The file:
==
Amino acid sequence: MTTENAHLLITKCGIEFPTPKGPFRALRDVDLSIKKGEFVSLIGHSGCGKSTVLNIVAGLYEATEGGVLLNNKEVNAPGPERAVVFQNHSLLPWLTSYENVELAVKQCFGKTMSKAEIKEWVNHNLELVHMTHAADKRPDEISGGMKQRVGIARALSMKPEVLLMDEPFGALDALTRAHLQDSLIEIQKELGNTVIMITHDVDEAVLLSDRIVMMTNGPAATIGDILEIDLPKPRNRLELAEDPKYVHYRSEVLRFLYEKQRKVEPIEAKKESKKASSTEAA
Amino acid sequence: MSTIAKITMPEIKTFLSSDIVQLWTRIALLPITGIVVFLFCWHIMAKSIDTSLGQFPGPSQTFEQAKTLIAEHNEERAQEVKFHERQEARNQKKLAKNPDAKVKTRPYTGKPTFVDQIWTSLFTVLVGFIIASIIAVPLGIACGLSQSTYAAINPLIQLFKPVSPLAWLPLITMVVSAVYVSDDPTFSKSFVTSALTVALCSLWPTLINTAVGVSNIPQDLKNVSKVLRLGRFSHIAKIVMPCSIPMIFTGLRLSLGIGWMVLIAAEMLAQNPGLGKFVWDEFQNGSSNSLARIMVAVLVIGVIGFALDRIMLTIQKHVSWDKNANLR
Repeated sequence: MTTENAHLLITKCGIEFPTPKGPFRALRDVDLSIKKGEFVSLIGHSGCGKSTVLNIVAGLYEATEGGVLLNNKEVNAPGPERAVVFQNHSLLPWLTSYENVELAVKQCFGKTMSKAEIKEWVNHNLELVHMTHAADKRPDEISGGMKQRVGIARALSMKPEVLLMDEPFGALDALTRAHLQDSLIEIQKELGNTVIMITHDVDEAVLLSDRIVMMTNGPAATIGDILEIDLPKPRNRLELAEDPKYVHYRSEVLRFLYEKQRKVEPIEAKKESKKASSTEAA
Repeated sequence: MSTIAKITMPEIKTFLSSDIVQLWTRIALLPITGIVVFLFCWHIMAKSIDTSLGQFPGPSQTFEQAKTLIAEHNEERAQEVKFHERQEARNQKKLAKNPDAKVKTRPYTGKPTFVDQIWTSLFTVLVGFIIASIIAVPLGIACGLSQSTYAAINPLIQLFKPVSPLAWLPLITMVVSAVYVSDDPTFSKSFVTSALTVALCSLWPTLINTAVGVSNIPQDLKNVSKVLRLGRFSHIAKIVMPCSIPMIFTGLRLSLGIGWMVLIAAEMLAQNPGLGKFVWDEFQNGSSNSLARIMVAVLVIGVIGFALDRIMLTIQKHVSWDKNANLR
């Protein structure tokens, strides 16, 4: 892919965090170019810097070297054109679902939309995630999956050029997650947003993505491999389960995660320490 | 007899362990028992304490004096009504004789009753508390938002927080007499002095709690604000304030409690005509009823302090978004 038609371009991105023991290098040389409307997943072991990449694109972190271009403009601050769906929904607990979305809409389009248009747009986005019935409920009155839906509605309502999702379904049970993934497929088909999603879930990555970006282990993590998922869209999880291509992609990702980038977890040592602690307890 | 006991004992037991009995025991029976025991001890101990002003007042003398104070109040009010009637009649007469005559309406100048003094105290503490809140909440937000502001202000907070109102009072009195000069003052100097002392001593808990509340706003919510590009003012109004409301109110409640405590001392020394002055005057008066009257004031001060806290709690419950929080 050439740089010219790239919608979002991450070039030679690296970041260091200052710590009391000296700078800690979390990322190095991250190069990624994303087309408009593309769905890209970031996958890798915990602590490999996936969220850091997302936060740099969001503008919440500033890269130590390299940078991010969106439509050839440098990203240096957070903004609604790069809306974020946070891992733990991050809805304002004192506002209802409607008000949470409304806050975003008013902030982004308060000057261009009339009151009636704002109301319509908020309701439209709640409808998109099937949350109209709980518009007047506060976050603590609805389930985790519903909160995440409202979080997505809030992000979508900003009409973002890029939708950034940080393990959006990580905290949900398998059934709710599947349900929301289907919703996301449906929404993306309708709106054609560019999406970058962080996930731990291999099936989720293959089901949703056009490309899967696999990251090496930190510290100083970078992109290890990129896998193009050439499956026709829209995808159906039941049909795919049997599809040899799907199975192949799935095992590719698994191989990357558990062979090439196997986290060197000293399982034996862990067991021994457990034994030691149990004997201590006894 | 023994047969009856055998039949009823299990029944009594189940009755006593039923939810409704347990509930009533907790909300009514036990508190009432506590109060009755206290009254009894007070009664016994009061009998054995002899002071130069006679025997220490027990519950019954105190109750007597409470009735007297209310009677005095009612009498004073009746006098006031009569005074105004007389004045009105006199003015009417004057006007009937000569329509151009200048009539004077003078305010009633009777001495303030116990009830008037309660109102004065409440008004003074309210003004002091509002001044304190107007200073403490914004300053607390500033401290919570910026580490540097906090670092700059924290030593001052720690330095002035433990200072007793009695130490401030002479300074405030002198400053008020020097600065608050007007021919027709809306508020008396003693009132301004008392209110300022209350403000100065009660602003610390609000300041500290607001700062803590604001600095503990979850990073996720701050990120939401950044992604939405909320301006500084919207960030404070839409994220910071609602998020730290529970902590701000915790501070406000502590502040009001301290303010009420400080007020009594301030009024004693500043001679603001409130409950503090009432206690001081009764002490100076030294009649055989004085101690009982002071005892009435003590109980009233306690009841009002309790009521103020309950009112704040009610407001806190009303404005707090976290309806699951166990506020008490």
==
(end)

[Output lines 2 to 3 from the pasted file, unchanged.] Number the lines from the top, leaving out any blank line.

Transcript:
Amino acid sequence: MSTIAKITMPEIKTFLSSDIVQLWTRIALLPITGIVVFLFCWHIMAKSIDTSLGQFPGPSQTFEQAKTLIAEHNEERAQEVKFHERQEARNQKKLAKNPDAKVKTRPYTGKPTFVDQIWTSLFTVLVGFIIASIIAVPLGIACGLSQSTYAAINPLIQLFKPVSPLAWLPLITMVVSAVYVSDDPTFSKSFVTSALTVALCSLWPTLINTAVGVSNIPQDLKNVSKVLRLGRFSHIAKIVMPCSIPMIFTGLRLSLGIGWMVLIAAEMLAQNPGLGKFVWDEFQNGSSNSLARIMVAVLVIGVIGFALDRIMLTIQKHVSWDKNANLR
Repeated sequence: MTTENAHLLITKCGIEFPTPKGPFRALRDVDLSIKKGEFVSLIGHSGCGKSTVLNIVAGLYEATEGGVLLNNKEVNAPGPERAVVFQNHSLLPWLTSYENVELAVKQCFGKTMSKAEIKEWVNHNLELVHMTHAADKRPDEISGGMKQRVGIARALSMKPEVLLMDEPFGALDALTRAHLQDSLIEIQKELGNTVIMITHDVDEAVLLSDRIVMMTNGPAATIGDILEIDLPKPRNRLELAEDPKYVHYRSEVLRFLYEKQRKVEPIEAKKESKKASSTEAA